“We looked at four scenarios across two axes—centralized and decentralized solutions for cities and separated or integrated services across utilities,” says Daniel Lambert.

Following the study’s publication, we were approached by a number of utilities from around the world—New Zealand, Asia, the UK—illustrating a growing global interest in foresight planning. The study helped emphasised big picture strategy, while putting Sydney Water at the forefront of its industry. Subsequent studies have fleshed out roadmaps on developing strategy, leveraging trends and managing risks for resource resilience.

Before developing this methodology, Daniel’s team found that most utilities—particularly within Australia—were predominantly short term focused, the result of five-year water plans and three-year political cycles.

“Every organisation that you work with—every city that you look at—has different challenges. There are lessons learned that we can draw from our work with Manila Water that are different than Sydney Water. The more utilities we work with, and the more cities we investigate, the more lessons we can share.”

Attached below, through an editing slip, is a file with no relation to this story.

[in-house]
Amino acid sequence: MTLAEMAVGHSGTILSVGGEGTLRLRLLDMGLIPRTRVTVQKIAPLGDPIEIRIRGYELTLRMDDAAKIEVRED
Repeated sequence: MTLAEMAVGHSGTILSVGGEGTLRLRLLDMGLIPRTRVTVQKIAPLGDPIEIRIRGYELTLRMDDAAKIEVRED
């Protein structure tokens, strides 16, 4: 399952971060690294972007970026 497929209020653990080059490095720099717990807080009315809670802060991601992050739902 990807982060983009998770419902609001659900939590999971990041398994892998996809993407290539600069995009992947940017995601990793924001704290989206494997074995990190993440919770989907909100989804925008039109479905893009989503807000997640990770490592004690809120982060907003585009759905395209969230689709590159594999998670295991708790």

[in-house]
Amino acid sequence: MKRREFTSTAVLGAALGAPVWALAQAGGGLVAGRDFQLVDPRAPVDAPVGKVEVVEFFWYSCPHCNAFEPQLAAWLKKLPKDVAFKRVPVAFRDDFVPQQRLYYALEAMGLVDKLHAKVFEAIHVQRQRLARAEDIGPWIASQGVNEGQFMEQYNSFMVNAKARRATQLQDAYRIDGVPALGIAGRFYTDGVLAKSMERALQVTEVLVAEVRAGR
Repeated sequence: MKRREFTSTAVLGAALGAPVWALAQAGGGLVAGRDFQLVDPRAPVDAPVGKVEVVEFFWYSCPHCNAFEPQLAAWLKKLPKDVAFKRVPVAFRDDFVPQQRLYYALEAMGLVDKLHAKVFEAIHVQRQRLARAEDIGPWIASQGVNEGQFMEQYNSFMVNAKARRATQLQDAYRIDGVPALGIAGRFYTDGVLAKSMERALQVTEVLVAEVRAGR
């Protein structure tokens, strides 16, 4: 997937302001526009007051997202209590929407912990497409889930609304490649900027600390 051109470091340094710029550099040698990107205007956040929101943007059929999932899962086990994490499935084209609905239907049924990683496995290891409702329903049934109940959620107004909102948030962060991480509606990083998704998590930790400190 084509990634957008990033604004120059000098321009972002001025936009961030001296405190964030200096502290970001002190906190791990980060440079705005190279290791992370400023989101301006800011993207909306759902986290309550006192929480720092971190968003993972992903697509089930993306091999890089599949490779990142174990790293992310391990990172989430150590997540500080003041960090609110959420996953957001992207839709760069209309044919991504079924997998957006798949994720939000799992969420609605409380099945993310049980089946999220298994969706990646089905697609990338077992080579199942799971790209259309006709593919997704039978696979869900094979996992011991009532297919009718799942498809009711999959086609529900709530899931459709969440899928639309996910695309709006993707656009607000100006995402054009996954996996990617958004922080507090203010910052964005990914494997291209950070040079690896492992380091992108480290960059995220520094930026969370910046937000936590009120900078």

“Now that we’re able to see a long-term picture we can focus our research and development funding to target those areas,” Daniel says. “We can work to drive a better water sector, in Australia as well as globally.”

Translating Technology

The goal of Arup's partnership with Sydney Water was to use data to forecast long-term challenges facing the sector and predict how utilities could build resilience against stressors and shocks. 

Utilities currently gather a plethora of data on natural resources. The data simply isn’t being processed or managed as effectively as it could. The global interest in the outcomes of this partnership opened a conversation into how Arup can align its own research agendas to face sustainability challenges openly and collaboratively.

“It’s becoming an increasing discussion in the water sector about making the data open source,” says Daniel. He points to recent trends in the power sector, where the move toward privatisation has created an environment where much of the data collected by utilities is made public.